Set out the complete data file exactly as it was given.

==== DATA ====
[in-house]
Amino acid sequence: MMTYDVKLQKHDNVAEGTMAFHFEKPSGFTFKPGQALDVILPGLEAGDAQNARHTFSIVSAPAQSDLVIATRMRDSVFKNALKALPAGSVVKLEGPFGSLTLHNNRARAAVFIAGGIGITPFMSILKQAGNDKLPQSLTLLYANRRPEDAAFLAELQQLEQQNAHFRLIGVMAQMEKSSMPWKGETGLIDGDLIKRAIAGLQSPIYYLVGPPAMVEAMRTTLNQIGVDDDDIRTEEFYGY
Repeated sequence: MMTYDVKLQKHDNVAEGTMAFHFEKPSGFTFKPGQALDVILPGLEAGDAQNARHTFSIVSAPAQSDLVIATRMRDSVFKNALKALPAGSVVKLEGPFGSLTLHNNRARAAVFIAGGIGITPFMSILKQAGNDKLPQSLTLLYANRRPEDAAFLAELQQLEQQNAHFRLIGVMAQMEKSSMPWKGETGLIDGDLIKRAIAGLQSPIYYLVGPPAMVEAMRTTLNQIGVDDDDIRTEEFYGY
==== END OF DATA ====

[in-house]
Amino acid sequence: MMTYDVKLQKHDNVAEGTMAFHFEKPSGFTFKPGQALDVILPGLEAGDAQNARHTFSIVSAPAQSDLVIATRMRDSVFKNALKALPAGSVVKLEGPFGSLTLHNNRARAAVFIAGGIGITPFMSILKQAGNDKLPQSLTLLYANRRPEDAAFLAELQQLEQQNAHFRLIGVMAQMEKSSMPWKGETGLIDGDLIKRAIAGLQSPIYYLVGPPAMVEAMRTTLNQIGVDDDDIRTEEFYGY
Repeated sequence: MMTYDVKLQKHDNVAEGTMAFHFEKPSGFTFKPGQALDVILPGLEAGDAQNARHTFSIVSAPAQSDLVIATRMRDSVFKNALKALPAGSVVKLEGPFGSLTLHNNRARAAVFIAGGIGITPFMSILKQAGNDKLPQSLTLLYANRRPEDAAFLAELQQLEQQNAHFRLIGVMAQMEKSSMPWKGETGLIDGDLIKRAIAGLQSPIYYLVGPPAMVEAMRTTLNQIGVDDDDIRTEEFYGY